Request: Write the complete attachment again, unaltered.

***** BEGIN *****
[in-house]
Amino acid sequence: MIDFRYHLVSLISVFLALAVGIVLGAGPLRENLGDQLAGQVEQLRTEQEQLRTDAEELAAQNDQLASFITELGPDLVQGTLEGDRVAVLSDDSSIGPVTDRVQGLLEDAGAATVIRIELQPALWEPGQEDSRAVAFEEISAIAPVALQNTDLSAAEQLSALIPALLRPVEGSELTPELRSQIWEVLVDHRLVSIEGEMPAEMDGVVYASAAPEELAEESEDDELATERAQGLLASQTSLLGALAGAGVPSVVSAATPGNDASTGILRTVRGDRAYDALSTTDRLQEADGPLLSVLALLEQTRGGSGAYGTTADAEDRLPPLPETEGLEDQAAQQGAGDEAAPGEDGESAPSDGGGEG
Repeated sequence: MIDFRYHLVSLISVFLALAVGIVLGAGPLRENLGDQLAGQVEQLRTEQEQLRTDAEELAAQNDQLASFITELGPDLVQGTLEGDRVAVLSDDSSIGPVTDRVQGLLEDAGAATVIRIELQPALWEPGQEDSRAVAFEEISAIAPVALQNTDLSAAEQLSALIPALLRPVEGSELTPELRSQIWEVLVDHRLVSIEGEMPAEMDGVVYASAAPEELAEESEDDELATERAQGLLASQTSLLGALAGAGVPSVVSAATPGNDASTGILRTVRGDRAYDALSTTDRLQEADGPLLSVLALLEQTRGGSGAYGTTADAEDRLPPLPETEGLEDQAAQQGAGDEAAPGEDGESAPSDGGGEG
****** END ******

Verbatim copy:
[in-house]
Amino acid sequence: MIDFRYHLVSLISVFLALAVGIVLGAGPLRENLGDQLAGQVEQLRTEQEQLRTDAEELAAQNDQLASFITELGPDLVQGTLEGDRVAVLSDDSSIGPVTDRVQGLLEDAGAATVIRIELQPALWEPGQEDSRAVAFEEISAIAPVALQNTDLSAAEQLSALIPALLRPVEGSELTPELRSQIWEVLVDHRLVSIEGEMPAEMDGVVYASAAPEELAEESEDDELATERAQGLLASQTSLLGALAGAGVPSVVSAATPGNDASTGILRTVRGDRAYDALSTTDRLQEADGPLLSVLALLEQTRGGSGAYGTTADAEDRLPPLPETEGLEDQAAQQGAGDEAAPGEDGESAPSDGGGEG
Repeated sequence: MIDFRYHLVSLISVFLALAVGIVLGAGPLRENLGDQLAGQVEQLRTEQEQLRTDAEELAAQNDQLASFITELGPDLVQGTLEGDRVAVLSDDSSIGPVTDRVQGLLEDAGAATVIRIELQPALWEPGQEDSRAVAFEEISAIAPVALQNTDLSAAEQLSALIPALLRPVEGSELTPELRSQIWEVLVDHRLVSIEGEMPAEMDGVVYASAAPEELAEESEDDELATERAQGLLASQTSLLGALAGAGVPSVVSAATPGNDASTGILRTVRGDRAYDALSTTDRLQEADGPLLSVLALLEQTRGGSGAYGTTADAEDRLPPLPETEGLEDQAAQQGAGDEAAPGEDGESAPSDGGGEG